are most obvious here (where they differ) but there is a vocal there throughout. This is coming from an off-mic guide vocal, performed while the band part was recorded, and is leaking through the drum microphones. Heard clearer in OOPS (removes main vocal). 1:22 Click, in tail end of word "already". 2:04-2:07 A couple of handclaps audible behind vocals. 2:25-2:27 (Left channel) Yells. 2:29-3:16 (Left channel) Faint guitar track. Bleedover from the original guitar solo, bleeding through the drum mics. Right channel is the overdubbed new solo. 3:16 The supposed "instrumental" verse at the end also has some bleedover from the guide vocals. This segment was spliced in from another take, according to Lewisohn. The edit can be heard in a clipped guitar note. Unfortunately, it fades before we get to the repeat of the "alternate lyrics" section above. The anomaly at 0:20 (3:34) made me check carefully: The instrumental verse at the end is exactly the same recording as the start of the song, it is not a different performance or take. The two parts of the song, when lined up in an audio editor, are identical, save for vocals. They flange together, indicating a slight variation in speed, that's all. Daniel Caccavo explains these vocal anomalies It's the leftover leakage from his live vocal (which he replaced). Tom Hartman (who was outside the room as the boys left the session) recounts that John said, "as long as you got the vocal" to the engineer, which cracked everybody up. If you listen to that shouting, and think of that as the vocal that John referred to, it's pretty funny.... Occasionally, what sounds like a third voice, singing a higher harmony to the "Girl you know the reason why" parts sticks through (Paul). At the referenced times, someone is shouting (not particularly singing) words that do not fit the main lyric at all, not even the alternate (original) lyrics. Things that stick out are reported as phrases like "Backs out" (1:31), sometimes as "[It] blacks out" (also 1:31), "Black cab" (1:34), "Who we are" (1:37), "crossed the road" (2:00), "Why it's alive" (2:03) - but they are hard to hear. Chris Chardi thinks that ... Lennon hadn't nailed down all the lyrics when the band recorded the instrumental take and was just singing random words as a guide vocal. So these lyrics heard in the background would pre-date the "original lyrics" that are sometimes quoted in Beatles references. If only we could hear them more clearly!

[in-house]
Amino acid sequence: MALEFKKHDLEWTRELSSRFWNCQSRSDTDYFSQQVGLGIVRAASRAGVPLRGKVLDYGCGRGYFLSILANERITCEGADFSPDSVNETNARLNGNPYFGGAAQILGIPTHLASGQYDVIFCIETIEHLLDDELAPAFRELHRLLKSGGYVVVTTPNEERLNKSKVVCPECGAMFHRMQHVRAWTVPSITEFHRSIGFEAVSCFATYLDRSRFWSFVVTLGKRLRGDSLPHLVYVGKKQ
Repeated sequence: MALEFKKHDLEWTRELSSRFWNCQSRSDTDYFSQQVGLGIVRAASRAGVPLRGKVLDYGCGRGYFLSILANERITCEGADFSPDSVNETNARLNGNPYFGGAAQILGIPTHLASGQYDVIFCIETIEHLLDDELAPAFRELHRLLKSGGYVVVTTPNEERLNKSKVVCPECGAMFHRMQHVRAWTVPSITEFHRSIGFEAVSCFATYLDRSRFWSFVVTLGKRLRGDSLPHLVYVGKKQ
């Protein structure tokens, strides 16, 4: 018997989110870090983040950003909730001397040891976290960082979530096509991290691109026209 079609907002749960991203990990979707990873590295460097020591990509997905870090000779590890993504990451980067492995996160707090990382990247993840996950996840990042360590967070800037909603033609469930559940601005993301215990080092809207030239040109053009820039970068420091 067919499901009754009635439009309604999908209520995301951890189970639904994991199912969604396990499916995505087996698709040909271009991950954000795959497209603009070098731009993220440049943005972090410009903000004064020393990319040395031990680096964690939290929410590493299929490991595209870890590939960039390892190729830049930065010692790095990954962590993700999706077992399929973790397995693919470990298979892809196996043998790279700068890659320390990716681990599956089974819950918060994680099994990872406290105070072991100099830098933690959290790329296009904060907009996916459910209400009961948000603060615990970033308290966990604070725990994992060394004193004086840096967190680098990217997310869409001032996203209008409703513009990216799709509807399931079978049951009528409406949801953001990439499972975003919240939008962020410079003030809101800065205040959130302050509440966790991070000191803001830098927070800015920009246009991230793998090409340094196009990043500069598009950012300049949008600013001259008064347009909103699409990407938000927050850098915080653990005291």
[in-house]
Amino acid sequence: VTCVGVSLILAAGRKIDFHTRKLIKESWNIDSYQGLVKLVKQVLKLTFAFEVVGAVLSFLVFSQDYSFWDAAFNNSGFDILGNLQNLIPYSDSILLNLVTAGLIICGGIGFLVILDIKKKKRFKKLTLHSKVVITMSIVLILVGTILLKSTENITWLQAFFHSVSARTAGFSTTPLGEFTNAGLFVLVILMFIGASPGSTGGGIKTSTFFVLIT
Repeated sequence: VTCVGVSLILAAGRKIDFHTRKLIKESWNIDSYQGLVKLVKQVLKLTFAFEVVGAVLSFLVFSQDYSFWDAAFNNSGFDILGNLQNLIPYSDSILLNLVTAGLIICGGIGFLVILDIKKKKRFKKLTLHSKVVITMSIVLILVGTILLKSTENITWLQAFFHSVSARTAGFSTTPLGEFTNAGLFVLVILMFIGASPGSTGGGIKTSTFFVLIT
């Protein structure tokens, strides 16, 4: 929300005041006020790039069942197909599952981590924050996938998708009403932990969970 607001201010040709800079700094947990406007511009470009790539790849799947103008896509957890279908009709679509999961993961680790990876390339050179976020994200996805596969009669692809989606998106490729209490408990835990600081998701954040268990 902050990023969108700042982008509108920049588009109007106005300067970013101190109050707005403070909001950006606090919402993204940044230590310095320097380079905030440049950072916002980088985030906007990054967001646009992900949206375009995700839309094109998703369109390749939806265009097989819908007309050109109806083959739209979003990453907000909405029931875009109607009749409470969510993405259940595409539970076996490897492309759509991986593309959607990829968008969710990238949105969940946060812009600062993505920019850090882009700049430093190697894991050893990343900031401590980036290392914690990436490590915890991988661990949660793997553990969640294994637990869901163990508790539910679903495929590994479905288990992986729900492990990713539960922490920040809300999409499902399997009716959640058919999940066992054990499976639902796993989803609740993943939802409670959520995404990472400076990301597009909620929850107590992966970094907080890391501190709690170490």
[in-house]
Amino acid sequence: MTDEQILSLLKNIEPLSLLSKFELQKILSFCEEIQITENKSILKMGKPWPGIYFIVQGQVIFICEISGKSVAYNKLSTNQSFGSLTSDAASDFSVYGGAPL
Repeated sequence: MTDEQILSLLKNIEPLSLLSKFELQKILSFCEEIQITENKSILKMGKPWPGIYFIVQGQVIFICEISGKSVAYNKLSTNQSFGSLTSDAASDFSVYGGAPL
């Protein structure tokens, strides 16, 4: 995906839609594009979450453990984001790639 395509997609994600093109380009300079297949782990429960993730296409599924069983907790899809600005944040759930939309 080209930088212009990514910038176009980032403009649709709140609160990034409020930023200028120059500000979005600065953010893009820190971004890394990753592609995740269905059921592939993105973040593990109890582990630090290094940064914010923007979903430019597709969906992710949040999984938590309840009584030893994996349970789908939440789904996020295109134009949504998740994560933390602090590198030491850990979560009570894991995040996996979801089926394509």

Yes It Is 0:08,0:35,1:22,2:09 George reported as making the harmony sound false. This is another one I'm going to retract on thinking about it. This is an intentional chord, and sounds out of place simply because it is rather unusual. 0:12 Small drop out in the word "I" (as in "what I said"). Sounds like tape damage. 1:49 Plosive from John singing "happy", sometimes reported as a "bump" sound. 2:37 Click, centre.
2:39 Click, right side.
Yesterday 0:19 After the word "believe" there is a squeak, sounds like it's from a violin string (left channel). 0:30 Click, centre, right at the start of the word "There's". 0:49 Click in the word "I", possibly a finger noise in guitar part. 0:52 The words "something wrong ... for yesterday" are double tracked. This could be to do with Paul having replaced a section of the vocal - George Martin said that the vocal was piped as a guide track for the orchestra. So the original and new vocals combine here to double track accidentally? Phrasing of the word "yesterday" is different, and it shows up. 1:45 Right channel, just before the words "Now I need" there is a clunk from the guitar. 2:01 Thud, right channel. 2:04 Strange sound as Paul releases the neck of the guitar. Mono version only.
You Can't Do That 1:23 John's guitar changes tone on the pause before "Oh ..." in preparation for the solo - changed too early. Or this is possibly a bad edit, and the guitar tone changed between takes. 2:13 John sings "I'll go and let you down" instead of "I'm gonna let you down".
You Know My Name (Look Up The Number) 4:11 At the start of John's incoherent mumbling, someone belches. This is often attributed to Ringo (why?), but Paul and John were the only ones present (see Lewisohn). 4:15-4:17 Sound like something (a coin, something round) is spinning to a stop just behind the mumbling.
You Like Me Too Much 0:00-0:08 Hiss being modulated up and down, this is the electric piano's tremolo effect (see Tell Me What You See). 0:08 Click of the modulation being turning off. 2:32 Pedal of the "real" piano (not the electric one) being lifted early, and it
makes a clunk noise.
You Never Give Me Your Money 0:29 Short breath is taken. 3:08 Someone picks up a tambourine, left side. 3:29 Bad edit. Lead guitar (centre) which was silent, very suddenly appears at this point and goes out of time. 3:46-3:56 Listen! Talking, during the guitar playing. Specifically 3:52, what does John sing after the very last "1-2-3-4-5-6-7 ..."? It's not "All good children go to heaven". Could be "Bloody 'ell" [3:52, right]
You Really Got A Hold On Me 0:14 Edit to a different take as the vocals come in ... hi-hat sound changes here. 0:25-0:26 Switches back to original take. Hi-hat becomes much clearer. 1:38 Edit as guitar playing minor part comes in. Jerry Sitser suggests another "off-record" anomaly. How about starting a new category for album jacket anomalies? In the title for "You Really Got a Hold on Me," there's an extra space between "got" and "a" - at least on this Parlophone version. We'll ignore the bad grammar, especially since the Beatles didn't write this one.